Springer Nature is making SARS-CoV-2 and COVID-19 research free. View research | View latest news | Sign up for updates

Evaluating the effect of distractions in the operating room on clinical decision-making and patient safety



Answering telephone calls and pagers is common distraction in the operating room. We sought to evaluate the impact of distractions on patient care by (1) assessing the accuracy and safety of responses to clinical questions posed to a surgeon while operating and (2) determining whether pager distractions affect simulation-based surgical performance.


We conducted a randomized crossover study of obstetrics and gynecology residents. After studying a patient sign-out list, subjects performed a virtual salpingectomy. They were randomized to a distraction phase followed by quiet phase or vice versa. In the distraction phase, a pager beeped and subjects were asked questions based on the sign-out list. Accuracy of responses and the number of unsafe responses were recorded. In the quiet phase, trainees performed the task uninterrupted. Measures of surgical performance were successful task completion, time to task completion and operative blood loss.


The mean score for correct responses to clinical questions during the distracted phase was 80 % (SD ±14 %). Nineteen residents (63 %) made at least 1 unsafe clinical decision while operating on the simulator (range 0–3). Subjects were more likely to successfully complete the surgical task in the allotted time under the quiet compared to distraction condition (OR 11.3, p = 0.03). There was no difference between the conditions in paired analysis for mean time (seconds) to task completion [426 (SD 133) vs. 440 (SD 186), p = 0.61] and mean operative blood loss (mL) [73.14 (SD 106) vs. 112.70 (SD 358), p = 0.47].


Distractions in the operating room may have a profound impact on patient safety on the wards. While multitasking in a simulated setting, the majority of residents made at least one unsafe clinical decision. Pager distractions also hindered surgical residents’ ability to complete a simulated laparoscopic task in the allotted time without affecting other variables of surgical performance.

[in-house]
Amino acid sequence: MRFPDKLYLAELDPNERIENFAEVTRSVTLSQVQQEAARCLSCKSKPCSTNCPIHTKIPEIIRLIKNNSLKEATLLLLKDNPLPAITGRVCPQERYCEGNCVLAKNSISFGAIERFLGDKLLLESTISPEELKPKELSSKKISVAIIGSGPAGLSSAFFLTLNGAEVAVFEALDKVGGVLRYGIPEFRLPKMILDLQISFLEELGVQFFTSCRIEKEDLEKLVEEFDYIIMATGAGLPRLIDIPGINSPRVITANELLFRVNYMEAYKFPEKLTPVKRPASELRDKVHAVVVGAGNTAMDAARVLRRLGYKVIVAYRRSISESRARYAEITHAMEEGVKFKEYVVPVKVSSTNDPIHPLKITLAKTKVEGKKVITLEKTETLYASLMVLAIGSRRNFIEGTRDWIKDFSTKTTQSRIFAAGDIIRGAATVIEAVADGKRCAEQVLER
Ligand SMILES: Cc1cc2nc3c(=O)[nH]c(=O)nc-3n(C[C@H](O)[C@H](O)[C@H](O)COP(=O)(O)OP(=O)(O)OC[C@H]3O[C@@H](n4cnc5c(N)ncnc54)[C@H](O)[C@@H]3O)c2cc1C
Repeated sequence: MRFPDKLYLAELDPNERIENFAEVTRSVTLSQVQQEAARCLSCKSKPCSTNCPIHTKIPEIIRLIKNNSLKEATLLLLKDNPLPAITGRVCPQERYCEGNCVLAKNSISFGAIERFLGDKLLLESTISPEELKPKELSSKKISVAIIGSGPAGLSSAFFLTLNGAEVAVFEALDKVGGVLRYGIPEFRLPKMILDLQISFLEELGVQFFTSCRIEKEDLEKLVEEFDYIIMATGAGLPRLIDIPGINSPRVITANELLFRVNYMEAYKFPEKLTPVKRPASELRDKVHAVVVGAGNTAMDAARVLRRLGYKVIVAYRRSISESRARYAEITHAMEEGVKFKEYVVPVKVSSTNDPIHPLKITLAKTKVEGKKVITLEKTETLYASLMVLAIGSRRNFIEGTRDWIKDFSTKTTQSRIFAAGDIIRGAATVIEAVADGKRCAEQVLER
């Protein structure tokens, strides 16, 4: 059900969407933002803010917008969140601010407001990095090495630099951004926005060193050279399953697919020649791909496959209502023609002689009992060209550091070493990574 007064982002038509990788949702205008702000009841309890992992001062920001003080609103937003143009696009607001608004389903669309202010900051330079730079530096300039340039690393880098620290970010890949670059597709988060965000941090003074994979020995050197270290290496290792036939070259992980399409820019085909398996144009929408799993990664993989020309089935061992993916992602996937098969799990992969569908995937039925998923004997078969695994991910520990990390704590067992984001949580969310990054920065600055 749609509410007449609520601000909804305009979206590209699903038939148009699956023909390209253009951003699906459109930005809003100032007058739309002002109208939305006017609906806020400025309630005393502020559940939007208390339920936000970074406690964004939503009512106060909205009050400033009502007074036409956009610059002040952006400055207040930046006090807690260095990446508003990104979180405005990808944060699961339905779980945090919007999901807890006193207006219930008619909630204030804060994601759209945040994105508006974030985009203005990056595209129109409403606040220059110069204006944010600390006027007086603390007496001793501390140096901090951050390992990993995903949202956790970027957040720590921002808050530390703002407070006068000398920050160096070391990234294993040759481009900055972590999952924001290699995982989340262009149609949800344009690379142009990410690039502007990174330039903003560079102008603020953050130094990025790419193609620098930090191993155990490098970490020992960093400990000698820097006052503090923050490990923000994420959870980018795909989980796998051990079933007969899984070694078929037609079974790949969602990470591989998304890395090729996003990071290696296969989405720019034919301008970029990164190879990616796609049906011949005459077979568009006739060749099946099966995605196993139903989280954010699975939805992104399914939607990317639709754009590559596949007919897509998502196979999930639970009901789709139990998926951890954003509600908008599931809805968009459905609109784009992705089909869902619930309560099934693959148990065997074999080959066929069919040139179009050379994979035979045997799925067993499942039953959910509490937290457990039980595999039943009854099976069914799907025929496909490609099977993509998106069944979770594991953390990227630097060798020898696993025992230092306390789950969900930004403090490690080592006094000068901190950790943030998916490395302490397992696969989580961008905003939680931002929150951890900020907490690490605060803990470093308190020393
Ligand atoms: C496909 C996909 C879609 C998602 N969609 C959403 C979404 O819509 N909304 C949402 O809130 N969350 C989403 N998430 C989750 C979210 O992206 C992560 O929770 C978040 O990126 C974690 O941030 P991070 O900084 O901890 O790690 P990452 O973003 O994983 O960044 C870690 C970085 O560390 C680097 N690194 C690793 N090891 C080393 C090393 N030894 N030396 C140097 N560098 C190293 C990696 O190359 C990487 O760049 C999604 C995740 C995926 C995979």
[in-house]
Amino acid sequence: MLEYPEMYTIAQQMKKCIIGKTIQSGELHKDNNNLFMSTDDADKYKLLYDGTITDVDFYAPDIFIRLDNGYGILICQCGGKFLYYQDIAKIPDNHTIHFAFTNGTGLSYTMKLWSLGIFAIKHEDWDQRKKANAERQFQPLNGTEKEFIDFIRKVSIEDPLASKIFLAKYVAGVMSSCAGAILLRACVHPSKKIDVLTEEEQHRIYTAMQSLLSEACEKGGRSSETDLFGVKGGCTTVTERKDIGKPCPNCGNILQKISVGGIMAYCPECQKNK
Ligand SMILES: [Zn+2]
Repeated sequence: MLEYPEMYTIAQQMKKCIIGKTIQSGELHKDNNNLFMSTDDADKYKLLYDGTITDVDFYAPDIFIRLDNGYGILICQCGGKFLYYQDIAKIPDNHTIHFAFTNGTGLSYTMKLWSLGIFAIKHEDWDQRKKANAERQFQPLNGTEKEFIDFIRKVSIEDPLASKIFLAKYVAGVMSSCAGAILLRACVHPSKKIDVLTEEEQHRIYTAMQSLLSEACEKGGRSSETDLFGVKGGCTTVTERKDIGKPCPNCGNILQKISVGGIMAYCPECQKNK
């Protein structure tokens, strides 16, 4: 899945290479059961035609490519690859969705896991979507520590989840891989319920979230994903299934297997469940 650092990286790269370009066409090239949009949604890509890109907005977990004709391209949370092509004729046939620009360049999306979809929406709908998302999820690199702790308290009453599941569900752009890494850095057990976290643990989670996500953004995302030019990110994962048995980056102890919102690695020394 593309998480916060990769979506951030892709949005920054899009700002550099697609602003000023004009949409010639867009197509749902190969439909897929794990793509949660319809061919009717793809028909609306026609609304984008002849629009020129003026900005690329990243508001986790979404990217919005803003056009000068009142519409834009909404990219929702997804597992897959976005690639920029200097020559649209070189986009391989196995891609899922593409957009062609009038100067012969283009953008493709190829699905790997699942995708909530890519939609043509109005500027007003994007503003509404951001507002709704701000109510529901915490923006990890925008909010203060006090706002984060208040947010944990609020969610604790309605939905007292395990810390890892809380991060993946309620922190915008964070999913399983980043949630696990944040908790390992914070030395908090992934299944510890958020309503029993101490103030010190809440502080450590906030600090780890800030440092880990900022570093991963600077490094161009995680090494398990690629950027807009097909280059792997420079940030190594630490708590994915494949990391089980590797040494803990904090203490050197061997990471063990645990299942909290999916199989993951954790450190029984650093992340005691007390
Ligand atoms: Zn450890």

This is a preview of subscription content, log in to check access.

Fig. 1


  1. 1.

    Berguer R, Smith WD, Chung YH (2001) Performing laparoscopic surgery is significantly more stressful for the surgeon than open surgery. Surg Endosc 15:1204–1207

  2. 2.

    Persoon MC, Broos HJ, Witjes JA, Hendrikx AJ, Scherpbier AJ (2011) The effect of distractions in the operating room during endourological procedures. Surg Endosc 25:437–443

  3. 3.

    Zheng B, Martinec DV, Cassera MA, Swanstrom LL (2008) A quantitative study of disruption in the operating room during laparoscopic antireflux surgery. Surg Endosc 22:2171–2177

  4. 4.

    Healey AN, Sevdalis N, Vincent CA (2006) Measuring intra-operative interference from distraction and interruption observed in the operating theatre. Ergonomics 49:589–604

  5. 5.

    Arora S, Hull L, Sevdalis N, Tierney T, Nestel D, Woloshynowych M, Darzi A, Kneebone R (2010) Factors compromising safety in surgery: stressful events in the operating room. Am J Surg 199:60–65

  6. 6.

    Lee JY, Lantz AG, McDougall EM, Landman J, Gettman M, Sweet R, Sundaram CP, Zorn KC (2013) Evaluation of potential distractors in the urology operating room. J Endourol 27:1161–1165

  7. 7.

    Pluyter JR, Buzink SN, Rutkowski AF, Jakimowicz JJ (2010) Do absorption and realistic distraction influence performance of component task surgical procedure? Surg Endosc 24:902–907

  8. 8.